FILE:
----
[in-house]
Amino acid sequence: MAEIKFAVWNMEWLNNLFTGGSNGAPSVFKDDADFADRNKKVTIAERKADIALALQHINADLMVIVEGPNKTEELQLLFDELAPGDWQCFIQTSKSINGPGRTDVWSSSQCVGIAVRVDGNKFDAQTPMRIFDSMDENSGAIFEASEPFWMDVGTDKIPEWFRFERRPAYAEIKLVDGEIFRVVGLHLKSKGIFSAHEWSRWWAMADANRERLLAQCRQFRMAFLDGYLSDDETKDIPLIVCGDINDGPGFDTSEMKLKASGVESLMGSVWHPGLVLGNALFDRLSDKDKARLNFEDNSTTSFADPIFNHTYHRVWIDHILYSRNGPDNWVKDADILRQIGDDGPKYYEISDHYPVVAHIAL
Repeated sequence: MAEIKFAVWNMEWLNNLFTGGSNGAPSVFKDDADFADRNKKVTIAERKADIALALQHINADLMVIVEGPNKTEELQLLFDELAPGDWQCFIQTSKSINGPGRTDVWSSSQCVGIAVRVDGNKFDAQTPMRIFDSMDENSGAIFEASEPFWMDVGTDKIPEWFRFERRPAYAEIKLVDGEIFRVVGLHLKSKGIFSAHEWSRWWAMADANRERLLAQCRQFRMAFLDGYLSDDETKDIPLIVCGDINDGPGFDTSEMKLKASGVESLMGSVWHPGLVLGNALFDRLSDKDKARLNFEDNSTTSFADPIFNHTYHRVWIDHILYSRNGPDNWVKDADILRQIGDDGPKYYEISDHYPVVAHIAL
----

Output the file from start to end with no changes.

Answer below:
[in-house]
Amino acid sequence: MAEIKFAVWNMEWLNNLFTGGSNGAPSVFKDDADFADRNKKVTIAERKADIALALQHINADLMVIVEGPNKTEELQLLFDELAPGDWQCFIQTSKSINGPGRTDVWSSSQCVGIAVRVDGNKFDAQTPMRIFDSMDENSGAIFEASEPFWMDVGTDKIPEWFRFERRPAYAEIKLVDGEIFRVVGLHLKSKGIFSAHEWSRWWAMADANRERLLAQCRQFRMAFLDGYLSDDETKDIPLIVCGDINDGPGFDTSEMKLKASGVESLMGSVWHPGLVLGNALFDRLSDKDKARLNFEDNSTTSFADPIFNHTYHRVWIDHILYSRNGPDNWVKDADILRQIGDDGPKYYEISDHYPVVAHIAL
Repeated sequence: MAEIKFAVWNMEWLNNLFTGGSNGAPSVFKDDADFADRNKKVTIAERKADIALALQHINADLMVIVEGPNKTEELQLLFDELAPGDWQCFIQTSKSINGPGRTDVWSSSQCVGIAVRVDGNKFDAQTPMRIFDSMDENSGAIFEASEPFWMDVGTDKIPEWFRFERRPAYAEIKLVDGEIFRVVGLHLKSKGIFSAHEWSRWWAMADANRERLLAQCRQFRMAFLDGYLSDDETKDIPLIVCGDINDGPGFDTSEMKLKASGVESLMGSVWHPGLVLGNALFDRLSDKDKARLNFEDNSTTSFADPIFNHTYHRVWIDHILYSRNGPDNWVKDADILRQIGDDGPKYYEISDHYPVVAHIAL